A fast, GPU accelerated Monte Carlo engine for simulating relevant photon interaction processes over the diagnostic
energy range in third-generation CT systems was developed to study the relative contributions of bowtie and object
scatter to the total scatter reaching an imaging detector.
Primary and scattered projections for an elliptical water phantom (major axis set to 300mm) with muscle and fat inserts
were simulated for a typical diagnostic CT system as a function of anti-scatter grid (ASG) configurations. The ASG
design space explored grid orientation, i.e. septa either a) parallel or b) parallel and perpendicular to the axis of rotation,
as well as septa height. The septa material was Tungsten. The resulting projections were reconstructed and the scatter
induced image degradation was quantified using common CT image metrics (such as Hounsfield Unit (HU) inaccuracy
and loss in contrast), along with a qualitative review of image artifacts.
Results indicate object scatter dominates total scatter in the detector channels under the shadow of the imaged object
with the bowtie scatter fraction progressively increasing towards the edges of the object projection. Object scatter was
shown to be the driving factor behind HU inaccuracy and contrast reduction in the simulated images while shading
artifacts and elevated loss in HU accuracy at the object boundary were largely attributed to bowtie scatter. Because the
impact of bowtie scatter could not be sufficiently mitigated with a large grid ratio ASG, algorithmic correction may be
necessary to further mitigate these artifacts.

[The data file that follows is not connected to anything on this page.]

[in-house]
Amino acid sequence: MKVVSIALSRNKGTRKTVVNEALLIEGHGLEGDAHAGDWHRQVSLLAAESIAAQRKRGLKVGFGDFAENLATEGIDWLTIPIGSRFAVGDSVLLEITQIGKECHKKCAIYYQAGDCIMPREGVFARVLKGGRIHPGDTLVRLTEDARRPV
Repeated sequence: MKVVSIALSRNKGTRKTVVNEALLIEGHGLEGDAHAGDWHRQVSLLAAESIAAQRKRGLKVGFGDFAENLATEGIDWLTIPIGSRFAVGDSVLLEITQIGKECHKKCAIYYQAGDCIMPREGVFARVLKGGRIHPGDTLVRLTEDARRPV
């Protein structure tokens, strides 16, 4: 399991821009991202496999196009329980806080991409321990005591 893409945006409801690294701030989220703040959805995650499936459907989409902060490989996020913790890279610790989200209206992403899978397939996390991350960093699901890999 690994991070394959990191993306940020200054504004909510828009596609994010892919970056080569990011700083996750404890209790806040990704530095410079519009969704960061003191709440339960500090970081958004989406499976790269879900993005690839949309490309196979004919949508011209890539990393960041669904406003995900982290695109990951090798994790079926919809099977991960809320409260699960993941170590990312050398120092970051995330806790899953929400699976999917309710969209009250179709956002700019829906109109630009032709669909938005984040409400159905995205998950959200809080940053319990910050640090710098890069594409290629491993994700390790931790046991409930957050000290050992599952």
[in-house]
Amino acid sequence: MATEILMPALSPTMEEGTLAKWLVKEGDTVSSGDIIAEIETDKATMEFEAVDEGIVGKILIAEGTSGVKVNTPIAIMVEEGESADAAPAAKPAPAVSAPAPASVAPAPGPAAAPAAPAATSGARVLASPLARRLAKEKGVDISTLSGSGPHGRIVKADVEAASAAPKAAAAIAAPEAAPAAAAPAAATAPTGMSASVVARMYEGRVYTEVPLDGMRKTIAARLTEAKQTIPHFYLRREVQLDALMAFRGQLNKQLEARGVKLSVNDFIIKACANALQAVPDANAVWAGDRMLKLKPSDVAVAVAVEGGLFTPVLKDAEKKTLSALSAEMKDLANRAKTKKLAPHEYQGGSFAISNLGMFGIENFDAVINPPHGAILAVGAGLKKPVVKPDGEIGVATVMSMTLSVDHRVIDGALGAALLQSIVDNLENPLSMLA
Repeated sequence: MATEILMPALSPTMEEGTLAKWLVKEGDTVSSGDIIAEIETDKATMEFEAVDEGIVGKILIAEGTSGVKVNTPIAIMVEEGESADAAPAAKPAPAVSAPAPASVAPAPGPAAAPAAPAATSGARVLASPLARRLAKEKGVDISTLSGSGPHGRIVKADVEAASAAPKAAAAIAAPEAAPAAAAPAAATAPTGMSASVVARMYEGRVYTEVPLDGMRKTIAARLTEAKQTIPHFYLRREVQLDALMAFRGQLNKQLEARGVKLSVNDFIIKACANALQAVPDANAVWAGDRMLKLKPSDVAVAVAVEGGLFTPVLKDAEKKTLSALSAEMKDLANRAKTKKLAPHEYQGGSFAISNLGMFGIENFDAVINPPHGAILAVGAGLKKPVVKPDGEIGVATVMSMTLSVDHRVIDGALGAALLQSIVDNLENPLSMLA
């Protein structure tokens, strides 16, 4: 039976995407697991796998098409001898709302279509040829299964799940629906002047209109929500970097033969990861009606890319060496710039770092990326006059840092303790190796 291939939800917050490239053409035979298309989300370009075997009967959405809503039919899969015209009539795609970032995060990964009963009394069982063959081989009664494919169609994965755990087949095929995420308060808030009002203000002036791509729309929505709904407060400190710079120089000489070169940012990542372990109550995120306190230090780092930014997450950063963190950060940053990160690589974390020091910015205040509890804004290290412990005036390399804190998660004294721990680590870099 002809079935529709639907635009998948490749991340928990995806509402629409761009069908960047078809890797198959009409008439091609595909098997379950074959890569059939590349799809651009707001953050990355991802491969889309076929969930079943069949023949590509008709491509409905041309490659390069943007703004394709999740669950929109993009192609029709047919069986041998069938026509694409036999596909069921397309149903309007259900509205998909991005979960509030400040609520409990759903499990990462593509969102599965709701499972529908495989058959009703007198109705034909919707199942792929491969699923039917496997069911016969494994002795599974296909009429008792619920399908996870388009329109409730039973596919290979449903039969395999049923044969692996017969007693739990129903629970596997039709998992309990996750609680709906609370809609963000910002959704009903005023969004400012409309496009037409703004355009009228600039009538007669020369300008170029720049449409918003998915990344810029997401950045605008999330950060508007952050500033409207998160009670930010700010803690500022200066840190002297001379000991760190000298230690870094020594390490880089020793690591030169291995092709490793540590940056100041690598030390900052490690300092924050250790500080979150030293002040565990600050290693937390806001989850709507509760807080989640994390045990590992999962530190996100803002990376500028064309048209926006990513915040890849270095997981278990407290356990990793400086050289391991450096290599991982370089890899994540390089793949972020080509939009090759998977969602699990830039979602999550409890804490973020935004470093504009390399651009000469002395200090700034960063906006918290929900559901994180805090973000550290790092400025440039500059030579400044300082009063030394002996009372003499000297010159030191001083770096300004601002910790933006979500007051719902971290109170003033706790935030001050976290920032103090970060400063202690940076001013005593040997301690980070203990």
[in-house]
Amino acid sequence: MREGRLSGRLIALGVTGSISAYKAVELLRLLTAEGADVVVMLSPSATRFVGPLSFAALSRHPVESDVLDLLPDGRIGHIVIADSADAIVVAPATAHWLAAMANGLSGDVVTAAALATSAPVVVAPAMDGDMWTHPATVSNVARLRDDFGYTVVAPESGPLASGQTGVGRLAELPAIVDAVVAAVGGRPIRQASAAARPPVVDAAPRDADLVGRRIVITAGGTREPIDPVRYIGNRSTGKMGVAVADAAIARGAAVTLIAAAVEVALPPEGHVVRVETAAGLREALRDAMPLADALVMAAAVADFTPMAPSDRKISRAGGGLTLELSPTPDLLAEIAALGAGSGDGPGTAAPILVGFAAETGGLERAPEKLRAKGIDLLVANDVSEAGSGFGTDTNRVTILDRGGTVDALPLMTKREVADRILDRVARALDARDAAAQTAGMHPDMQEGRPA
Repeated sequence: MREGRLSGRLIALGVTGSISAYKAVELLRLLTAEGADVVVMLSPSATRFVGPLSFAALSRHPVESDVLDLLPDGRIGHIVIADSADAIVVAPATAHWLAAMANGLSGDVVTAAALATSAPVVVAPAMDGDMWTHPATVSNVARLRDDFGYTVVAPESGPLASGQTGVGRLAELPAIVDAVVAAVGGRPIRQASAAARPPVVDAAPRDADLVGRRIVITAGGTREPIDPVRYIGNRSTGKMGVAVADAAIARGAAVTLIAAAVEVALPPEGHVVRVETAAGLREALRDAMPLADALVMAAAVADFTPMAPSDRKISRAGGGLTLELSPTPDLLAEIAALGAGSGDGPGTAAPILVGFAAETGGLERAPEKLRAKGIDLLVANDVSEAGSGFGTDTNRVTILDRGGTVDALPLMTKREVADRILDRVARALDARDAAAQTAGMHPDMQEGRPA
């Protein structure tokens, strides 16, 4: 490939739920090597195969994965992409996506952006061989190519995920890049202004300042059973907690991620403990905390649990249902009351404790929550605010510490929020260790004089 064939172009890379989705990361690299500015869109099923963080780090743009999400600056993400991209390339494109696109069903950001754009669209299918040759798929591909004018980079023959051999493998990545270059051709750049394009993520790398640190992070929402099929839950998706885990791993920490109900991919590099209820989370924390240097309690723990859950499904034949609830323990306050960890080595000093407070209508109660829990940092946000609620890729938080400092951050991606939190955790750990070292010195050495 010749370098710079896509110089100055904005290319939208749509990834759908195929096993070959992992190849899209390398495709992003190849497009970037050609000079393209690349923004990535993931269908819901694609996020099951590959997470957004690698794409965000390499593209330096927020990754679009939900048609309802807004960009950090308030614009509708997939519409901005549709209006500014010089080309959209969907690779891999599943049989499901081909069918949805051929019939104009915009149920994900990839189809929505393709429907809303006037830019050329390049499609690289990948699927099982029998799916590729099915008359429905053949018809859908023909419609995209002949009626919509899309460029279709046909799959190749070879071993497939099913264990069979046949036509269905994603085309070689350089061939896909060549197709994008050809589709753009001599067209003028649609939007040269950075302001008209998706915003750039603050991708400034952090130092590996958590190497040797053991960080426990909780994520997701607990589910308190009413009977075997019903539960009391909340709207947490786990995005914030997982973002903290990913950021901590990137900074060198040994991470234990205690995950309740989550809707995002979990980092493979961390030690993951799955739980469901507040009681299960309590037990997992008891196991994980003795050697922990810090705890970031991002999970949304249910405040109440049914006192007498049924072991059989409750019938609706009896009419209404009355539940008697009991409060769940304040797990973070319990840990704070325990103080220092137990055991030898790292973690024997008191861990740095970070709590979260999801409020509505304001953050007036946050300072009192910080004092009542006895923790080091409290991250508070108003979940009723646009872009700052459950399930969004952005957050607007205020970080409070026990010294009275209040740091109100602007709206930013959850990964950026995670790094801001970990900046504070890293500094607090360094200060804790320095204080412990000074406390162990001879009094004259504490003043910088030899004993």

Scatter presents as a significant source of image artifacts in cone beam CT (CBCT) and considerable effort has been devoted to measuring the magnitude and influence of scatter. Scatter management includes both rejection and correction approaches, with anti-scatter grids (ASGs) commonly employed as a scatter rejection strategy. This work employs a Geant41,2 driven Monte Carlo model to investigate the impact of different ASG designs on scatter rejection performance across a range of scanner coverage along the patient axis. Scatter rejection is quantified in terms of scatter to primary ratio (SPR). One-dimensional (1D) ASGs (grid septa running parallel to patient axis) are compared across a range of septa height, septa width and septa material. Results indicate for a given septa width and patient coverage, SPR decreases with septa height but demonstrates diminishing returns for larger height values. For shorter septa heights, higher Z materials (e.g., Tungsten) exhibit superior scatter rejection to relatively lower Z materials (e.g., Molybdenum). For taller septa heights, the material difference is not as significant. SPR has a relatively weak dependence on septa width, with thicker septa giving lower SPR values at a given scanner coverage. The results are intended to serve as guide for designing post patient collimation for whole body CT scanners. Since taller grids with high Z materials pose a significant manufacturing cost, it is necessary to evaluate optimal ASG designs to minimize material and machining costs and to meet scatter rejection specifications at given patient coverage.